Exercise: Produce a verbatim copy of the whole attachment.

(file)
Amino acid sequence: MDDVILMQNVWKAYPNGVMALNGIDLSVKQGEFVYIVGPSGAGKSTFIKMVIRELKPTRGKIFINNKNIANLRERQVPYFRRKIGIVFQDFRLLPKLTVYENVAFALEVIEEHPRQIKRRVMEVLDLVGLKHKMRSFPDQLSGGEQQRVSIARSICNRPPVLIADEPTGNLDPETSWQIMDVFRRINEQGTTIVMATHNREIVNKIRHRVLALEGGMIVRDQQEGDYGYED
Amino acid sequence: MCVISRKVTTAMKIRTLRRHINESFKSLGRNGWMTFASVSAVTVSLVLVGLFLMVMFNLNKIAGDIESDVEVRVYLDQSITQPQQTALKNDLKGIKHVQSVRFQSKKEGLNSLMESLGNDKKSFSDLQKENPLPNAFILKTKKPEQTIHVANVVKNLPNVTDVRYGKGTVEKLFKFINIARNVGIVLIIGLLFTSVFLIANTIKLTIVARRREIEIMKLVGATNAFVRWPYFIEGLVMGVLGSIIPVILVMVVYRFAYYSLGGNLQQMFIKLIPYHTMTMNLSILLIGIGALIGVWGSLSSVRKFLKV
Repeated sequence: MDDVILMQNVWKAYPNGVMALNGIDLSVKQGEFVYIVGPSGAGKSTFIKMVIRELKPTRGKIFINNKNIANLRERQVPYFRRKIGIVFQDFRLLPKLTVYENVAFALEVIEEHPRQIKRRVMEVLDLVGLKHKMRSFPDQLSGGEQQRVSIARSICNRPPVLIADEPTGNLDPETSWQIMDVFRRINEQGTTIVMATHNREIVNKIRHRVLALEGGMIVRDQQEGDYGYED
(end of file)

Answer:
Amino acid sequence: MDDVILMQNVWKAYPNGVMALNGIDLSVKQGEFVYIVGPSGAGKSTFIKMVIRELKPTRGKIFINNKNIANLRERQVPYFRRKIGIVFQDFRLLPKLTVYENVAFALEVIEEHPRQIKRRVMEVLDLVGLKHKMRSFPDQLSGGEQQRVSIARSICNRPPVLIADEPTGNLDPETSWQIMDVFRRINEQGTTIVMATHNREIVNKIRHRVLALEGGMIVRDQQEGDYGYED
Amino acid sequence: MCVISRKVTTAMKIRTLRRHINESFKSLGRNGWMTFASVSAVTVSLVLVGLFLMVMFNLNKIAGDIESDVEVRVYLDQSITQPQQTALKNDLKGIKHVQSVRFQSKKEGLNSLMESLGNDKKSFSDLQKENPLPNAFILKTKKPEQTIHVANVVKNLPNVTDVRYGKGTVEKLFKFINIARNVGIVLIIGLLFTSVFLIANTIKLTIVARRREIEIMKLVGATNAFVRWPYFIEGLVMGVLGSIIPVILVMVVYRFAYYSLGGNLQQMFIKLIPYHTMTMNLSILLIGIGALIGVWGSLSSVRKFLKV
Repeated sequence: MDDVILMQNVWKAYPNGVMALNGIDLSVKQGEFVYIVGPSGAGKSTFIKMVIRELKPTRGKIFINNKNIANLRERQVPYFRRKIGIVFQDFRLLPKLTVYENVAFALEVIEEHPRQIKRRVMEVLDLVGLKHKMRSFPDQLSGGEQQRVSIARSICNRPPVLIADEPTGNLDPETSWQIMDVFRRINEQGTTIVMATHNREIVNKIRHRVLALEGGMIVRDQQEGDYGYED